In the image below you can see that as I am ready to begin my build, I have a slightly uneven length for 2 of my adjacent boards. A bit of sanding or a few additional cuts will fix that right up, but this isn’t something to take lightly. Not adjusting for precise measurements will throw me off square no matter how well my adjustable clamps work, since having one board be longer than the other will send my legs askew.

How is that for precise…yep, in the image below it looks perfect. I just used my sander, but only because my workshop (a.k.a. garage) and my saw, were slightly tied up in the middle of a spring cleaning crisis. It would have been faster to use a saw to do this kind of adjusting (without doubt).

Once your boards are ready to be assembled and all systems are go, you will want to put a good smear of Gorilla Glue Wood Glue along your edges, where they will form a joint.

My personal style of Gorilla Glue placement is to run a line along the edge in question, then run my finger along that line to spread the glue across the edge of my board, a bit more evenly. I do this to keep drips from occurring and to ensure that I have glue along the entire edge and I don’t end up with a spotty attachment. Drips along corners and edges are really tough to sand off, or stain over, so avoiding them is ideal!

When your boards are perfected, your glue is in place, you are ready to pull out your adjustable clamps and set them for a 90 degree angle. This will help you fasten your pieces together, without the worry that you are joining your boards at an undesirable angle (as in, anything other than 90 degrees, if you are building a box).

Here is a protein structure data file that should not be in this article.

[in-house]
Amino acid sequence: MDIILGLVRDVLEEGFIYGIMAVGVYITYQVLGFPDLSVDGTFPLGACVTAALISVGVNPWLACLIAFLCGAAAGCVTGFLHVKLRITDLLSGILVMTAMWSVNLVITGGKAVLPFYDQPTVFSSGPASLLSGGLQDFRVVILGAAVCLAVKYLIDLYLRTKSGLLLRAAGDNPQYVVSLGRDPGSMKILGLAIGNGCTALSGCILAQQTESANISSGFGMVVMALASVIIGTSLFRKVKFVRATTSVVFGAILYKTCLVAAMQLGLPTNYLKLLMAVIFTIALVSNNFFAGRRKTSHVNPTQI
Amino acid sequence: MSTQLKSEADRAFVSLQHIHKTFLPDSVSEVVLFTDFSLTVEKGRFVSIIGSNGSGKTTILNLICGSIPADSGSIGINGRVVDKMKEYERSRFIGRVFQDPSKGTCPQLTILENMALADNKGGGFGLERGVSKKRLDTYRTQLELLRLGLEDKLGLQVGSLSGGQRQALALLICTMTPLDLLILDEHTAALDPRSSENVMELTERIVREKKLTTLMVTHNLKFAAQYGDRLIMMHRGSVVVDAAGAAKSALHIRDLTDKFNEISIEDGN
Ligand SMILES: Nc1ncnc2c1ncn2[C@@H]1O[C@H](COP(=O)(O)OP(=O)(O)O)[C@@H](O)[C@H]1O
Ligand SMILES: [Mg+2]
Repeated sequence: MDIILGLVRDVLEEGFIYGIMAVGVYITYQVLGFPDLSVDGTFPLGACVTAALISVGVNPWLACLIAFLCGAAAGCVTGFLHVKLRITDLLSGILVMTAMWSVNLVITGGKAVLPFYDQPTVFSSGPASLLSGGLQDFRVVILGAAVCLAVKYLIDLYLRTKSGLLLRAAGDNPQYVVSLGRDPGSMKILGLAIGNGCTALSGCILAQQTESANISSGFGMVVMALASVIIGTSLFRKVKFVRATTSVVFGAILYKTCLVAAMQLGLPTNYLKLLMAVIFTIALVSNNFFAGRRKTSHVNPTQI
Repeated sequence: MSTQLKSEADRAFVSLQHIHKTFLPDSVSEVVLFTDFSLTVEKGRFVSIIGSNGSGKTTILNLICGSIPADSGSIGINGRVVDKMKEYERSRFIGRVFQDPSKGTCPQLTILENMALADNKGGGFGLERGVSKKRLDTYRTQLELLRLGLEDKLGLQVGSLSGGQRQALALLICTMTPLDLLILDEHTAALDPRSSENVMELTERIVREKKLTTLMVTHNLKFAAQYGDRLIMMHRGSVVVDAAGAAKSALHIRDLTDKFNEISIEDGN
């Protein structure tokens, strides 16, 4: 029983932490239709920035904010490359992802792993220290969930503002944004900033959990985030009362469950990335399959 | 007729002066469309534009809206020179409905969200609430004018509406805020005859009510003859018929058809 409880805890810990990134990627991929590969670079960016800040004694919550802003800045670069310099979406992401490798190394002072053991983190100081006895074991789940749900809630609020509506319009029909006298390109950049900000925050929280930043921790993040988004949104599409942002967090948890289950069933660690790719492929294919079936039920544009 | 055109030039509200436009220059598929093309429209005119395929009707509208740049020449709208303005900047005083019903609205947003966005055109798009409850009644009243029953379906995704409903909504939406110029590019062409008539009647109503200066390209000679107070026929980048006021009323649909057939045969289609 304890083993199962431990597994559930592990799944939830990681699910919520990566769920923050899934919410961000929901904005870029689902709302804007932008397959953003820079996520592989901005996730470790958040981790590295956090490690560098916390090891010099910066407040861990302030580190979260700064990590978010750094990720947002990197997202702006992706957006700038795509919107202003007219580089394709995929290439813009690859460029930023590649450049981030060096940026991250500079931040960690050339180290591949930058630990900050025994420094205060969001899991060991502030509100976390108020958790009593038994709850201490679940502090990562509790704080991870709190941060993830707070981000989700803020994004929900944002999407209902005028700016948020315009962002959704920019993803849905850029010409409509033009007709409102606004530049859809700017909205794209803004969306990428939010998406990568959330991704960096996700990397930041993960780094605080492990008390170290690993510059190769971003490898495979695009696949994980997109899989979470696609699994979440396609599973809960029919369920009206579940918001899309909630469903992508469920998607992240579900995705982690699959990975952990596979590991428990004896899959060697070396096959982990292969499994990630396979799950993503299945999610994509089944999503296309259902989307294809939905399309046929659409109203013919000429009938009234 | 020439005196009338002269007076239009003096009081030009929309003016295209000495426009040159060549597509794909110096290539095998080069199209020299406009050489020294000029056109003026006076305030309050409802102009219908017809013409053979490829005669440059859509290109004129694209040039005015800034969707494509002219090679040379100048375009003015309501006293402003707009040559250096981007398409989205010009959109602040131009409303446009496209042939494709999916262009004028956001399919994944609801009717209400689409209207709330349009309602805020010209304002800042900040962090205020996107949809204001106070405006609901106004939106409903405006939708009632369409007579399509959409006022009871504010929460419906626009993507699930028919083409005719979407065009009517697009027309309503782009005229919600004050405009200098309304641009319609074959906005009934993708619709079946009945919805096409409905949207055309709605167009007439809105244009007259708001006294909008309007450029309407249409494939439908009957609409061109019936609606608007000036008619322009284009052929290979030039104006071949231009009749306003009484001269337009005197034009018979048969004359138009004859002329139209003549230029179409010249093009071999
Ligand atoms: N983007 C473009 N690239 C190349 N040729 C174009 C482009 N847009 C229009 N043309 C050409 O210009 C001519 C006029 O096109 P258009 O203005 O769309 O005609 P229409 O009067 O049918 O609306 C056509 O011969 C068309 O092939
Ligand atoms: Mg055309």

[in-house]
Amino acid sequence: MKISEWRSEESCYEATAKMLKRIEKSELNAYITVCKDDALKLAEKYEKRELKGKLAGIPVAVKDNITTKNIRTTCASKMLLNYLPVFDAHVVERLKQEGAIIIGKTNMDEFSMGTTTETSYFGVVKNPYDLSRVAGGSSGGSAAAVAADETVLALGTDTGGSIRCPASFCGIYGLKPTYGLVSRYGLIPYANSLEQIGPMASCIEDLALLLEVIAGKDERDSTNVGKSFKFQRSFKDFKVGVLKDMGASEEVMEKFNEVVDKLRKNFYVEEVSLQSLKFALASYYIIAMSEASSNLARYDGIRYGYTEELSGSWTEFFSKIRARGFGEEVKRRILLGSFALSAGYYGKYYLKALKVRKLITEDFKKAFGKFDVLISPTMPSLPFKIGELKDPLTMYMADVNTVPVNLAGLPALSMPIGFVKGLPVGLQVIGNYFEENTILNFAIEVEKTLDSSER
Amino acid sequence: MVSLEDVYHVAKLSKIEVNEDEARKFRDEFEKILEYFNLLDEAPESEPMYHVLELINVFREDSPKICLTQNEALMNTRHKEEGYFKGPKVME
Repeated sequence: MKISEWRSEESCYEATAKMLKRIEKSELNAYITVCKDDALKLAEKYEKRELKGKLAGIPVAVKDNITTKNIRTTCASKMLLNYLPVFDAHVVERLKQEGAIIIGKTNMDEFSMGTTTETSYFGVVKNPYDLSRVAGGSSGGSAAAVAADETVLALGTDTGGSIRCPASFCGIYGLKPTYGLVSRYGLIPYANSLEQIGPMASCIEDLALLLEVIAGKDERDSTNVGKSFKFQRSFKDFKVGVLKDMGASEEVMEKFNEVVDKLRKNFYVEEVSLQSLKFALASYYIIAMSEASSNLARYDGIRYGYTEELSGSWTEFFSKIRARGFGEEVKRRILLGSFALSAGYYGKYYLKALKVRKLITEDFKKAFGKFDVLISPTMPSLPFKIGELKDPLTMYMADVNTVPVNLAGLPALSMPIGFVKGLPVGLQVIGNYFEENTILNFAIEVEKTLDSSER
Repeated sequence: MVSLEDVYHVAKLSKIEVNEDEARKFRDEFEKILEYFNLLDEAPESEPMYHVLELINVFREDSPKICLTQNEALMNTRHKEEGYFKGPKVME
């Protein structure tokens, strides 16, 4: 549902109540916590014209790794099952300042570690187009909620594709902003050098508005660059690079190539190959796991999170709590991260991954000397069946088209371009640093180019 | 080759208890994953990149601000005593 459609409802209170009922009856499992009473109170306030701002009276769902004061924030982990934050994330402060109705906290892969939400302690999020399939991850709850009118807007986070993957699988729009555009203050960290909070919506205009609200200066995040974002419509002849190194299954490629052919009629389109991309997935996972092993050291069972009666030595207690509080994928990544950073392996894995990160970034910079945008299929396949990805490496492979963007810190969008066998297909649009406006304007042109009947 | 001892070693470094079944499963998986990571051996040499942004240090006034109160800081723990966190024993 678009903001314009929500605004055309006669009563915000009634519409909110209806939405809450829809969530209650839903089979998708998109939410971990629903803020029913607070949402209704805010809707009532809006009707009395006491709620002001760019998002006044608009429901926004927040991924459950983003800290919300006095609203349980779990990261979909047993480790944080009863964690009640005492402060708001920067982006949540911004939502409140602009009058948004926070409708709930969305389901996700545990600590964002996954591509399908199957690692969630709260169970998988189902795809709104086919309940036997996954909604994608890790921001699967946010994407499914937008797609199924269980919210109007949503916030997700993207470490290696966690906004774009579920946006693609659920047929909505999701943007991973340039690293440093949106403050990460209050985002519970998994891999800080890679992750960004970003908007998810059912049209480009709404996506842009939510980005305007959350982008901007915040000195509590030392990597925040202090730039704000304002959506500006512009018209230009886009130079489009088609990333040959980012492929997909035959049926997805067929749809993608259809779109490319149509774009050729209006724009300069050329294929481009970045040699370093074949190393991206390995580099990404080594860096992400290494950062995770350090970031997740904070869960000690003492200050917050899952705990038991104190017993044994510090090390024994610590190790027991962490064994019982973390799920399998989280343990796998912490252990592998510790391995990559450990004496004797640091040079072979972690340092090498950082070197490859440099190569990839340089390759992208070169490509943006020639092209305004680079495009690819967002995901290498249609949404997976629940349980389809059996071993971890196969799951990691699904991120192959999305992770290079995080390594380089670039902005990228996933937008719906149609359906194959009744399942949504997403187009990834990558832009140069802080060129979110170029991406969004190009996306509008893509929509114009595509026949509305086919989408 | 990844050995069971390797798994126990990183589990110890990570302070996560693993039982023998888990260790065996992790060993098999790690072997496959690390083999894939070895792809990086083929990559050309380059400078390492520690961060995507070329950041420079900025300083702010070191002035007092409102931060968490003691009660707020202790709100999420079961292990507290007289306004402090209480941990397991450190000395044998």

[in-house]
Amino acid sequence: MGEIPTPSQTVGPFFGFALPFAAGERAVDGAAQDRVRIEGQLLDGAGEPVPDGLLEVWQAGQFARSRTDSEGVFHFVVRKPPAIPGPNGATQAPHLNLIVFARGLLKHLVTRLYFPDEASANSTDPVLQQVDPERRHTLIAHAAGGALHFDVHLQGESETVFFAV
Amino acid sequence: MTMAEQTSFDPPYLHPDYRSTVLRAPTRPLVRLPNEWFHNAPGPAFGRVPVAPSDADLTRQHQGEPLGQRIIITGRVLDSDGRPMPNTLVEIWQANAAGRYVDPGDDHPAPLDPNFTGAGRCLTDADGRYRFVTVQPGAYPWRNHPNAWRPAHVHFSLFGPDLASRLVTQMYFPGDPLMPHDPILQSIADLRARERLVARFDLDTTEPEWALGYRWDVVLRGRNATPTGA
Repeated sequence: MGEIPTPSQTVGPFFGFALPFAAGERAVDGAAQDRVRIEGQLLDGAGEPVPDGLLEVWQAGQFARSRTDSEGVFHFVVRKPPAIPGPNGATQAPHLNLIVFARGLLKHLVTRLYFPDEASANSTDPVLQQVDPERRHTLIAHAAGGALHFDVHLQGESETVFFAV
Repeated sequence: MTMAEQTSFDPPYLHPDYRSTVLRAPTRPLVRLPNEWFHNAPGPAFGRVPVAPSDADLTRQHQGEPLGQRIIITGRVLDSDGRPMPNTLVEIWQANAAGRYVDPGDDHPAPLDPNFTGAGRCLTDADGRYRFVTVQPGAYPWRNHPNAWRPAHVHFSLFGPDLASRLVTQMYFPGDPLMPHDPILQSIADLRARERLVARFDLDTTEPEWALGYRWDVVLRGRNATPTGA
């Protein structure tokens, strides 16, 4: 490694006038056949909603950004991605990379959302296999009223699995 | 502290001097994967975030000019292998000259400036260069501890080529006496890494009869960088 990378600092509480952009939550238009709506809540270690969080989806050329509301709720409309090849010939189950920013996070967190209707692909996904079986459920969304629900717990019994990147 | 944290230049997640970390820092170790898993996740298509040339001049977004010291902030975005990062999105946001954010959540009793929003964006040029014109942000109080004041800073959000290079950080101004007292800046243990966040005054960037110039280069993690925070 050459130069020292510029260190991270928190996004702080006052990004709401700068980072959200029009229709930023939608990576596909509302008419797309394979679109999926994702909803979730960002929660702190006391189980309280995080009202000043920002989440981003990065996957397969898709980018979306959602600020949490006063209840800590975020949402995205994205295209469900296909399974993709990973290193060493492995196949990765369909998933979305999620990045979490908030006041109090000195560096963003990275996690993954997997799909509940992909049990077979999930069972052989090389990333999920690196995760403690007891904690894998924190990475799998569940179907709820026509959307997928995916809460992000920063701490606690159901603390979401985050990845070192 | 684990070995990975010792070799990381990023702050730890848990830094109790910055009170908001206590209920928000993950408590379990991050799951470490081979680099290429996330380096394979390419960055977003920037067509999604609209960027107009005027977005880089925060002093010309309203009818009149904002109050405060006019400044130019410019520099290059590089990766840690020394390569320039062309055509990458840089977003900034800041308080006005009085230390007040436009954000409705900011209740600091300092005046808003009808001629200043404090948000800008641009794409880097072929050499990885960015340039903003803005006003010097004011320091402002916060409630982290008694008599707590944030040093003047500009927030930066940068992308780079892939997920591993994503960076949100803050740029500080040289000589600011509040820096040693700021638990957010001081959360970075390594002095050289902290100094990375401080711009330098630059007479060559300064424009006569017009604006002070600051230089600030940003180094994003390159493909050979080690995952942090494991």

It took me a bit of practice to eyeball about where the clamp needs to sit in order for the perpendicular board to hit at the right spot. The image above is not that right spot, but a bit of easy adjusting and I was ready to roll! The clamps are so simple to use and adjust so easily for the appropriate width of your pieces and for placing or adjusting the location of the clamp to make your right angle. Simply turn the handle in one direction to loosen the grip, then turn again in the opposite direction to tighten it back up when you have it in the right spot. Rock out the gripper at the opposite end of the clamp bar to allow for extra wide pieces, then turn the handle to adjust to tightness. Easy Peasy… Since I was unable to reach my trusty Pocket Hole Jig in the spring cleaning process, I turned to my other trusty friend…the countersink bit and pre-drilled for my screws.

With everything lined up perfectly, and at a proper 90 degree angle, it’s time to make the magic happen! It is just a process of step and repeat until you have each board fastened to each leg.

This simple little item made a seemingly simple build, truly simple. I will honestly say that I will use these clamps until I kill them, if that is even possible…which it most likely isn’t, given it’s make up of amazingly durable hard plastic. I have already tried to kill this a few times (not intentionally, but it’s fairly common practice for me to drop things, kick them underneath something, and then knock that something over on top of them) and to my delight…not even a slight scratch!

Didn’t it turn out amazingly well? Now let’s see if my toddler will actually use it…to be continued on that front! If you might like to give this plan a try, head over here to view the full set of plans, with Cut List and Materials required. Have you been bitten by the building bug? Not to worry…you will be, if you haven’t already!